Two Georgia legislators introduced a bill to adjust the Georgia-Tennessee state line to bring it within a portion of the Tennessee River in Marion County.
The legislation is planned by Sen. David Shafer (R-Duluth) and Rep. Harry Geisinger (R-Roswell), the Atlanta Journal-Constitution reported.
There has long been a contention that the surveyor who drew the line between the two states made an error. It is contended the line should have been a mile to the north, which would allow parched Georgia access to the river.
The legislators say a corrected survey would place the line into Nickajack Reservoir.
The joint resolution calls for creating boundary commissions between Georgia and Tennessee, and Georgia and North Carolina, the newspaper says.
Members of the Tennessee Republican Party responded by saying Gov. Phil Bredesen "should move quickly to defend Tennessee's southern border against a new plan by Georgia to claim a mile-wide stretch of Marion County."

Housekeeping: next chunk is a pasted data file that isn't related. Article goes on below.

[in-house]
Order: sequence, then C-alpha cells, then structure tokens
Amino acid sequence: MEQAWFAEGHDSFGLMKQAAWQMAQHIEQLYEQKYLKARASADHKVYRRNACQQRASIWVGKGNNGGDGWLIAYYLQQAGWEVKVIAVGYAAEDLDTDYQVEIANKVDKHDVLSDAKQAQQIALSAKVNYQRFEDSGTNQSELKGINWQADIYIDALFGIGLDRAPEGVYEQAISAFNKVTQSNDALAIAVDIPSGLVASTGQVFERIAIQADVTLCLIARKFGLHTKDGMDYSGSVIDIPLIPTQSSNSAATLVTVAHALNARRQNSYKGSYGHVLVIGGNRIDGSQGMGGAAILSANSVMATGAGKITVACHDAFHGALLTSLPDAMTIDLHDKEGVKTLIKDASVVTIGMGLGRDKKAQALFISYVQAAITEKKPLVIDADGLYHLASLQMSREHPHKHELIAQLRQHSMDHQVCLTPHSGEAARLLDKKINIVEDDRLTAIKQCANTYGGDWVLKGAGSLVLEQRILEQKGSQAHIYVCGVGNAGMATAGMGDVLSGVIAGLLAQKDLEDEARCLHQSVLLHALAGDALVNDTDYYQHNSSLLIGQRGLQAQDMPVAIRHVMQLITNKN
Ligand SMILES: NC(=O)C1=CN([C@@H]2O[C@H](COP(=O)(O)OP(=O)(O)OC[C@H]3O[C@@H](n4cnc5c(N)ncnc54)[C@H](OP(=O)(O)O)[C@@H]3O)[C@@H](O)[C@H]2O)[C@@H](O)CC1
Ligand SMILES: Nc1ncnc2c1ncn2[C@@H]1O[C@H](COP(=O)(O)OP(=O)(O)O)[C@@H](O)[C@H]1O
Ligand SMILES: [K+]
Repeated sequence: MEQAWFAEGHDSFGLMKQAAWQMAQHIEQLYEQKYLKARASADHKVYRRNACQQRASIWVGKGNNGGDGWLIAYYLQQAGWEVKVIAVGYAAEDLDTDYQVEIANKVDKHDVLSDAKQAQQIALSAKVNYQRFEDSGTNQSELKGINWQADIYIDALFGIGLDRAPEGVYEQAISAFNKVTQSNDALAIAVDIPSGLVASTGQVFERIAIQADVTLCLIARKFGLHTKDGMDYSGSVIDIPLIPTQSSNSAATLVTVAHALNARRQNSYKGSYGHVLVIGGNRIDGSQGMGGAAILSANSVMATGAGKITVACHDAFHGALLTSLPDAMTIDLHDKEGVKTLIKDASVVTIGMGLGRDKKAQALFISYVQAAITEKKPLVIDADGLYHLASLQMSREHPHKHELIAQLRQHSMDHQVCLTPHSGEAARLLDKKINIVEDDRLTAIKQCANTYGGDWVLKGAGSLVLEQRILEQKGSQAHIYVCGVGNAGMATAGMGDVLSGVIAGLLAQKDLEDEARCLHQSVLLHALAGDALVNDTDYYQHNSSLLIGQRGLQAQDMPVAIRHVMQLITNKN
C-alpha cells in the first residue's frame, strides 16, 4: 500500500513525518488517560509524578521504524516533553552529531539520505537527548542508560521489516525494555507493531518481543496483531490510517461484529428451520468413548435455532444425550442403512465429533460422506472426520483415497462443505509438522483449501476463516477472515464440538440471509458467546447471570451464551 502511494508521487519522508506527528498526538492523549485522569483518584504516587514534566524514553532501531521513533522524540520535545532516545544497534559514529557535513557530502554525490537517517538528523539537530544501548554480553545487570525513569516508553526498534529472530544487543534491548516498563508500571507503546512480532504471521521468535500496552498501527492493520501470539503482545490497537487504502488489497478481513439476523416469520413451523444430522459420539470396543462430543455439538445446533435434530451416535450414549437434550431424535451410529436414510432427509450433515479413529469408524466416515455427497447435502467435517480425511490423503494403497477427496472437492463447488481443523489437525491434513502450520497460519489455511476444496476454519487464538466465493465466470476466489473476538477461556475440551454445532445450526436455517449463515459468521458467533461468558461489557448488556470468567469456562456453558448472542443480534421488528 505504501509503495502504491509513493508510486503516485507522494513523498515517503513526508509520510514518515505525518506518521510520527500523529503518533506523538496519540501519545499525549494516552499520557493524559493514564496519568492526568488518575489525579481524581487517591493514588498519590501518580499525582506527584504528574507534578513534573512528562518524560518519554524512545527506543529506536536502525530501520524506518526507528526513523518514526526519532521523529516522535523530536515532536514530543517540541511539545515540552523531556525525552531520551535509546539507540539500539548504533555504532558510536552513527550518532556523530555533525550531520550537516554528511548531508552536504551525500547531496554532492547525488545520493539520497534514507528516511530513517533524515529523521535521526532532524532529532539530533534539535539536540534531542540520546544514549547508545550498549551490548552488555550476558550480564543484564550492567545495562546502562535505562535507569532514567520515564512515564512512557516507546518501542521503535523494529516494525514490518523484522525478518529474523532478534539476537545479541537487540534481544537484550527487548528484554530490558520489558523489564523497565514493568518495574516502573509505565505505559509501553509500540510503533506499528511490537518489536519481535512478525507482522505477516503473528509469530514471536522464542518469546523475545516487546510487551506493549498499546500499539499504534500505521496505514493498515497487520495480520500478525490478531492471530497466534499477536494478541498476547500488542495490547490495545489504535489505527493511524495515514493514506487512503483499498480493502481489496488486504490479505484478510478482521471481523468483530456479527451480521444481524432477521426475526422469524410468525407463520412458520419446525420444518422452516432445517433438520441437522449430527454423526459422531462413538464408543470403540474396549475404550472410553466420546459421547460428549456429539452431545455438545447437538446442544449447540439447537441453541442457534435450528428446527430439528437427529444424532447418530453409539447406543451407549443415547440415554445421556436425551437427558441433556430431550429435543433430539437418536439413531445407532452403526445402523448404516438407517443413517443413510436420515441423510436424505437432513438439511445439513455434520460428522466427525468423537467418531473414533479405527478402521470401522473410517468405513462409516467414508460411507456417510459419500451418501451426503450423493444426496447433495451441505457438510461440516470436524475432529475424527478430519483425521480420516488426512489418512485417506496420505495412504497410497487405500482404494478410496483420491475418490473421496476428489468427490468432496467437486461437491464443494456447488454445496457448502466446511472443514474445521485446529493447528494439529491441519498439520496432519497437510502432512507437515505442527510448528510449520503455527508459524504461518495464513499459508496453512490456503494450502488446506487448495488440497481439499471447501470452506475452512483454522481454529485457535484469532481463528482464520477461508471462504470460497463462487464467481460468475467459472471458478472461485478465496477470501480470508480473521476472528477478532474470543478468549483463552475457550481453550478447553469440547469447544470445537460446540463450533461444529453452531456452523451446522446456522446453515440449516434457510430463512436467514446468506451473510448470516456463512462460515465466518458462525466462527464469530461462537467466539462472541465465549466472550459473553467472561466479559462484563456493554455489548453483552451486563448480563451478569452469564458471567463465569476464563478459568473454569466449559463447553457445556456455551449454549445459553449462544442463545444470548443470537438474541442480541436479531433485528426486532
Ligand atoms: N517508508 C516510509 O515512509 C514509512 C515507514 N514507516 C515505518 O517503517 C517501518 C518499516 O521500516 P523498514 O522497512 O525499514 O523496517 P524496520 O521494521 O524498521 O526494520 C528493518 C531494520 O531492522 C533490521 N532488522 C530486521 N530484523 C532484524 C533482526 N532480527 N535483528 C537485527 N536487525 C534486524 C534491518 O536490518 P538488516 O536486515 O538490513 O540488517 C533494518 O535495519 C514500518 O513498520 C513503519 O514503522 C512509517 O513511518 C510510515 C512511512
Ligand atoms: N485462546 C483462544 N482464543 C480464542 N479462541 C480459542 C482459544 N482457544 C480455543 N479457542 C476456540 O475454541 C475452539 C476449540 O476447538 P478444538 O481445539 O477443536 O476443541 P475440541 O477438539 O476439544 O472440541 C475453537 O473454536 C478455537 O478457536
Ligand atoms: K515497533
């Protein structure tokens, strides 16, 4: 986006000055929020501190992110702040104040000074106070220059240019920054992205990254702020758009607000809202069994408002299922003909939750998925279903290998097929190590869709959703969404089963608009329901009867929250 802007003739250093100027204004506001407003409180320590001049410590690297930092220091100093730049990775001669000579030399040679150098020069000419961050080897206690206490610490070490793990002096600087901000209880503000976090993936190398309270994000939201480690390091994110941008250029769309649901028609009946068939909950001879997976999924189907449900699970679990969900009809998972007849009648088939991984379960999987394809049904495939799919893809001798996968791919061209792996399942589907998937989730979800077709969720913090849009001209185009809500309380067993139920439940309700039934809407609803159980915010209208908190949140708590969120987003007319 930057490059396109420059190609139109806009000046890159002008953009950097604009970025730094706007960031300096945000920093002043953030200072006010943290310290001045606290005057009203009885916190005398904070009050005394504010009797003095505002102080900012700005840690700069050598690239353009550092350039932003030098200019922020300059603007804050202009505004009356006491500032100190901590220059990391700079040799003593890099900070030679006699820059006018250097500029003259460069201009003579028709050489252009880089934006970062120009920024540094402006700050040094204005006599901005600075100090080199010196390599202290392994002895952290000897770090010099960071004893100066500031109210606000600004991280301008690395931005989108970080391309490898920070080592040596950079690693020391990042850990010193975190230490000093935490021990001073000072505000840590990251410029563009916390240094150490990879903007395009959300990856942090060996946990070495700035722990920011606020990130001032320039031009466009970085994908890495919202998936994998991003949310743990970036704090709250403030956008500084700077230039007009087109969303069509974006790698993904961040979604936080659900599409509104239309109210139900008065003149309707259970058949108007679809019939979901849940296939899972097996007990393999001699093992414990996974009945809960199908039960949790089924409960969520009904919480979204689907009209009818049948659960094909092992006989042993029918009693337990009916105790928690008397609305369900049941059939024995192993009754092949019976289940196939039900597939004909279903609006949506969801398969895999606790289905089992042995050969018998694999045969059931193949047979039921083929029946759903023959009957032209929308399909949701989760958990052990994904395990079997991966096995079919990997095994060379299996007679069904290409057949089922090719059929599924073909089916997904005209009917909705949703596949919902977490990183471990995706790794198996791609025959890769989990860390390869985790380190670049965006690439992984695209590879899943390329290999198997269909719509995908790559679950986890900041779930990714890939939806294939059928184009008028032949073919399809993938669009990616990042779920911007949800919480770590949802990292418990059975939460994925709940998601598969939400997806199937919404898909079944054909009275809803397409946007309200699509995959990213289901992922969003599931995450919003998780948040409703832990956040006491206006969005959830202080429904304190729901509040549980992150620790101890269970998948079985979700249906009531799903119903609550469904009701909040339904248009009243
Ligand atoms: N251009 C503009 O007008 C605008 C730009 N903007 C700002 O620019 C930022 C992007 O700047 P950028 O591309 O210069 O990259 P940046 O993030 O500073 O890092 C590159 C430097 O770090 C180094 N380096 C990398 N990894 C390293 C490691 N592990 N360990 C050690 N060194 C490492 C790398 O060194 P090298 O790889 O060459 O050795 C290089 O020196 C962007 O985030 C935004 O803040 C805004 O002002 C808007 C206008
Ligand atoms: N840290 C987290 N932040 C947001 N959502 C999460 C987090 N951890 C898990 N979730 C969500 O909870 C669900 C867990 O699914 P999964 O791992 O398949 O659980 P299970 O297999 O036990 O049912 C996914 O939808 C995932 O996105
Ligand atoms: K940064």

The GOP said, "Georgia wants access to water from the Tennessee River. The drought that has impacted many counties in Tennessee has been severe in Georgia, and the population explosion, especially around Atlanta, and poor planning regarding infrastructure has resulted in Georgia politicians eyeing their neighbors' natural resources.
"The Tennessee River is vital to the people and the economy of Tennessee and northern Alabama. Besides drinking water, the river facilitates economic growth, transportation, and recreation. One measure of how important it is: Water from the Tennessee River is used to cool the reactors at the Tennessee Valley Authority's Sequoyah Nuclear Generation Station in Soddy-Daisy, Watts Bar Nuclear Generation Station in Rhea County, and Browns Ferry Nuclear Plant in Decatur, Ala."
Bill Hobbs, communications director for the Tennessee Republican Party, said, "Gov. Bredesen needs to stand up to this latest attempt by Georgia to take our resources. Tennessee's southern border was established in 1818. Tennessee residents living at the southern edge of Marion County should not wake up one day to find themselves declared to be Georgia residents, and Tennessee's water is being diverted to Atlanta."